Avant-garde ideas may become so strong that they are adapted by the society. The avant-garde art then becomes the modernism of the epoch, after the transitional period has passed. All art forms that we have presented with examples in our lessons have been avant-garde art and then, with time, these modernisms became established art forms. In their turn, each evolved further through the actions of a new avant-garde. Tintoretto and Caravaggio were the avant-garde painter of Baroque art; Kasimir Malevich, Frantisek Kupka and Giacomo Balla were the avant-garde of radical abstract art, and so were Giotto di Bondone and Masaccio for Renaissance art.

Arte: Can one predict when a change in style is imminent?

Zeuxis: Sudden transitions in art and also in culture are often the results of individual work, of one artist breaking with accepted continuity and creating new visions that are more or less rapidly and more or less enthusiastically taken up by other artists, critics, and then the society as a whole. It may happen, and has happened, that several artists propose alternative changes, several roads to different directions, among which only one is chosen and becomes successful in the history of art and society. The reasons why a particular direction is chosen communally by many artists, and why a particular artist or group of artists are followed, lie in the tensions that have built up in the culture of the society at the moment that the artist or artists start to show their work. It is often easy, especially in hindsight, to point out these tensions, but it is usually extremely difficult to prove, even in hindsight, why such and such tension in society and in art could bring forth in an inexorable, decided way, such and such new direction. Still, a few historians and art critics have attempted in certain instances to provide explorations.
Erwin Panofsky explained how scholastic thought of the Middle Ages, at the beginning of the twelfth century, engendered Gothic art. He also showed how, of course, Abbot Suger of Saint Denis was the actor of change in the art. Panofsky could explain how all the elements of medieval thinking found their realisation in Suger’s suggestions for the building of his cathedral, which later led to the development of ever more splendid and monumental churches that culminated in the flamboyant International Gothic style, also in miniatures and in painting.

Zeuxis: Clement Greenberg exposed in a more general way that when a society in the course of its development is not anymore capable to justify the necessity of its particular forms, it breaks with the traditional modes of representation on which artists rely to communicate with their public. The artist is then not capable anymore to predict the reaction of the public on the symbols and references that he or she uses. Greenberg wrote that an artist could avoid controversy on the really important questions of art and hide in virtuosity, in the splendid handling of formal details, in academicism. This hiding continued until an actor of change proposed to break with accepted ways, with tradition, and proposed a way out. What or who then occasioned the change, the tensions in society or in the individual artist, is difficult to discern, more so since society may have no notion of what direction to go to.
Now that I mentioned Greenberg, there is another idea of his that I would like to comment upon! He called "avant-garde" in an article written in 1939, the transition to abstract painting of the art of the beginning of the twentieth century. This avant-garde evolved to considering a painting as an object in itself, rejecting the idea that a painting should represent objects or a narration. Greenberg used the name "avant-garde" only to this movement. I argue here that there have been many avant-garde transitions, of which Greenberg’s was only one.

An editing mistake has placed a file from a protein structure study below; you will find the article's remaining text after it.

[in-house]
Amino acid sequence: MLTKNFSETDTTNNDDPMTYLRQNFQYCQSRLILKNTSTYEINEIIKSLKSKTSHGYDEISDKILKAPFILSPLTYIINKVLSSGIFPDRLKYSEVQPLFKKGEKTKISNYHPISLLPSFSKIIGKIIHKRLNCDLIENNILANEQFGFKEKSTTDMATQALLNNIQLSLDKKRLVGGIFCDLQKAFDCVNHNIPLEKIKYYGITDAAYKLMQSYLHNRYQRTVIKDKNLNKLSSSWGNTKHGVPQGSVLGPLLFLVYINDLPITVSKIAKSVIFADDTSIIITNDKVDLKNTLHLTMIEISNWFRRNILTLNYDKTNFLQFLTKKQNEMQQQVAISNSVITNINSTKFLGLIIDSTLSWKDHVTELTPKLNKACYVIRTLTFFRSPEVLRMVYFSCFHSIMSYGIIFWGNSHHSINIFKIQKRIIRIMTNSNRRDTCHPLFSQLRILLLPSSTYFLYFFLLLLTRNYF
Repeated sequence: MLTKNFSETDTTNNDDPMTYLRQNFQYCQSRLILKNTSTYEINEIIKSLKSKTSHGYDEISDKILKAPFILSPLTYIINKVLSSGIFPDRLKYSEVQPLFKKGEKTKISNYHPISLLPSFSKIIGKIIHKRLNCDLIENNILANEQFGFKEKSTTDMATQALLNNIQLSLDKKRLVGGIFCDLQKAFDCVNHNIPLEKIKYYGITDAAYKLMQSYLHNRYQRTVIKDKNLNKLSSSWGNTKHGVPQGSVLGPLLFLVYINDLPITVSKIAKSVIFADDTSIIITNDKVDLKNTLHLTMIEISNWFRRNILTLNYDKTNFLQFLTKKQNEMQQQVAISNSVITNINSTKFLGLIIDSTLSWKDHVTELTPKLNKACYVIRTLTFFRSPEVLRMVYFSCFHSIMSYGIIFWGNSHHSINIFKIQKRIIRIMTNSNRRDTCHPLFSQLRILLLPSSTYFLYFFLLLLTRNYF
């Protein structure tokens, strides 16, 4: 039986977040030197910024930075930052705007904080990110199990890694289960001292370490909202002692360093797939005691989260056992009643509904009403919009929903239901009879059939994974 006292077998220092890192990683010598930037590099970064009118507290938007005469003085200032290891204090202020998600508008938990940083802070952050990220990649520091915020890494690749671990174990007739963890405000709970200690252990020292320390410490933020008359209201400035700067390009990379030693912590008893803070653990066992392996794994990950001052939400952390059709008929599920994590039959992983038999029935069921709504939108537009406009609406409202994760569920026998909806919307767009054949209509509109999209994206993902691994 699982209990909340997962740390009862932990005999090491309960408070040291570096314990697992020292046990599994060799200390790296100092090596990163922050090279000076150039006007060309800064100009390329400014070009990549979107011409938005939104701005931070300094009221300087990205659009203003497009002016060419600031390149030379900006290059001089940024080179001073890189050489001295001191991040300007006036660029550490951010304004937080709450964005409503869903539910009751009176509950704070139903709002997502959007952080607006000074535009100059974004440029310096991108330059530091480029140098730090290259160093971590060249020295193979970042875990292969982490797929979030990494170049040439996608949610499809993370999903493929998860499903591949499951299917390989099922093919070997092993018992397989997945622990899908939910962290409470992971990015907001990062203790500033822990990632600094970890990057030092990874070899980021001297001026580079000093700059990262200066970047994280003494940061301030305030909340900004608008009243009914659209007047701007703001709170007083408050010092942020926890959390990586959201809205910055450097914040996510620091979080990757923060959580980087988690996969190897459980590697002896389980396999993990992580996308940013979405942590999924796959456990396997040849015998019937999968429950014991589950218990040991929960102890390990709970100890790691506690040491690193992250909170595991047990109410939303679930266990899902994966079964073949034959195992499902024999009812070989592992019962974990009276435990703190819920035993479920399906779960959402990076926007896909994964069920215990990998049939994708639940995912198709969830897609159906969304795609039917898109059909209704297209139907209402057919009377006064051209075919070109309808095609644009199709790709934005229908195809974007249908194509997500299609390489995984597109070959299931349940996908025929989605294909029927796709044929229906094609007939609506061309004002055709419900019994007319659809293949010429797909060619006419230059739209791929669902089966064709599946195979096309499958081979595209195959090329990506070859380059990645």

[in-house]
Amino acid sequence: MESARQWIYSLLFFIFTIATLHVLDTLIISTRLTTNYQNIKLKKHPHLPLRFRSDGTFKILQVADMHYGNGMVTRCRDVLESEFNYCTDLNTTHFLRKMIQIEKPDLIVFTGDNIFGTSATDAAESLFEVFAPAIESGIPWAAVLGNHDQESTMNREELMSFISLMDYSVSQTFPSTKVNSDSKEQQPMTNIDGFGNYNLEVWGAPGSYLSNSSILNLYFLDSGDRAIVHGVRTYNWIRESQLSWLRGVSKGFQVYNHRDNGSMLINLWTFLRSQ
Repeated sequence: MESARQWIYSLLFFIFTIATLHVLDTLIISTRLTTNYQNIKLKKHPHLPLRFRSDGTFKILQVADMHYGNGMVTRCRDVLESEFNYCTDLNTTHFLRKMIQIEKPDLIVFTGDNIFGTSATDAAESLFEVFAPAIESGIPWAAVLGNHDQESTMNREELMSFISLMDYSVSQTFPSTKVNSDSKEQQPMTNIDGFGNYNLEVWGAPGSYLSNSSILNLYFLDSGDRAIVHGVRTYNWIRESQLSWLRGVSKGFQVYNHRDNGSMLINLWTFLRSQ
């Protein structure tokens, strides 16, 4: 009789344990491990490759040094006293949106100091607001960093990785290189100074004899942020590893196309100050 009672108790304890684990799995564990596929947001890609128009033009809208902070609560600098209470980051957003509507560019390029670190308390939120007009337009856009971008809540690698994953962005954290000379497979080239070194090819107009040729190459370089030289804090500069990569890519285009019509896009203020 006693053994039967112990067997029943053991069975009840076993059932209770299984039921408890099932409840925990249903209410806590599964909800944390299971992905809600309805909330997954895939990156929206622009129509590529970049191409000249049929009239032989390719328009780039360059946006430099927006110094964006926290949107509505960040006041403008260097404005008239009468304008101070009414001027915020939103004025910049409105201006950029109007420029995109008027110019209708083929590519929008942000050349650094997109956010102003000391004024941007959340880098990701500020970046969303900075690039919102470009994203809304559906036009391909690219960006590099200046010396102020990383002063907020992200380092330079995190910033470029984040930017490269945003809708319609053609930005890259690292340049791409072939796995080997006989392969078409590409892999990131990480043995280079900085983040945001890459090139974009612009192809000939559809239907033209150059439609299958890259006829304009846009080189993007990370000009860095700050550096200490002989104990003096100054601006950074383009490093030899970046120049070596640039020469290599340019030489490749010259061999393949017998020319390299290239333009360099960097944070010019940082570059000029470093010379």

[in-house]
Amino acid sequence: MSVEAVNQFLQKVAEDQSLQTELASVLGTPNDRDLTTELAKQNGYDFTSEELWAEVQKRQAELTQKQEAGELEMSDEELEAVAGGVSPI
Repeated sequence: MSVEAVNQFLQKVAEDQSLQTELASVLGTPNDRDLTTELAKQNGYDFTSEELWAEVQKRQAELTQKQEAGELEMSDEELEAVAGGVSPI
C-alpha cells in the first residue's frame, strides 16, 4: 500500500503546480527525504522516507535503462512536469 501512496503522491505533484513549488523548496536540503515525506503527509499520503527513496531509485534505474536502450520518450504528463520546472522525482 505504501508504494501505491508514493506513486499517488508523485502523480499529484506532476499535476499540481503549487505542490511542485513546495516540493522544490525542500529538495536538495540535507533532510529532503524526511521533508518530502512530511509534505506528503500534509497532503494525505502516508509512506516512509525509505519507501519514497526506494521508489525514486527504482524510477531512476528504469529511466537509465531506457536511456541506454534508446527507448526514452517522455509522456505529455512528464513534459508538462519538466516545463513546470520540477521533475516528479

Greenberg wrote furthermore that whenever there was an avant-garde there existed also an "arrière-garde", a rear guard. In his original paper, the rear guard was academicism. He called this kind of work "kitsch". And there was nothing in between. Greenberg later revised his radical categorisation of the works of painting just in these two classes. I do not believe that there is just in a certain period avant-garde and kitsch. The avant-garde represents the new art that in the future may become the established art. The established art is the art that is most easily appreciated by the public of the times, even if only by the public of the art critics and the more enlightened viewers. In established art wonderful works may be made that have as much if not higher value than some or most of the avant-garde work. While Russian avant-garde was being born, Ilia Repine made fine paintings. Kitsch then is the worthless imitation of established – or of avant-garde - art, without original inspiration. But fine art reproduced in large quantities is not kitsch, simply reproduction of fine images.

Zeuxis continues: The power of the artist to propose alternatives is so great, that he or she shapes the new directions. These directions are sometimes taken up in a blind way, whereby society accepts eagerly any direction or transition in its avidity of innovation. In some periods of history however, we can observe how several paths are proposed and how gradually only that one emerged, which corresponded best to the aspirations of society, or which was proposed by the more powerful artist. The power of the artist lies not only, however, in his or her strength to propose a new style, a new way of representation in the pictorial arts. The power of the artist also lies in the means of communication he or she has with society. If the style of Michelangelo led to Mannerism, the great movement that evolved from the Renaissance, and not -or less - Jacopo Pontormo’s visions, it was as much due to the power of Michelangelo’s artistic genius as to the status he had gained in his connections with the Medici and the Popes, as well as with other grandees of Italy. The continuous feedback process of communication, influences and interaction between artist and society was then strongly at work.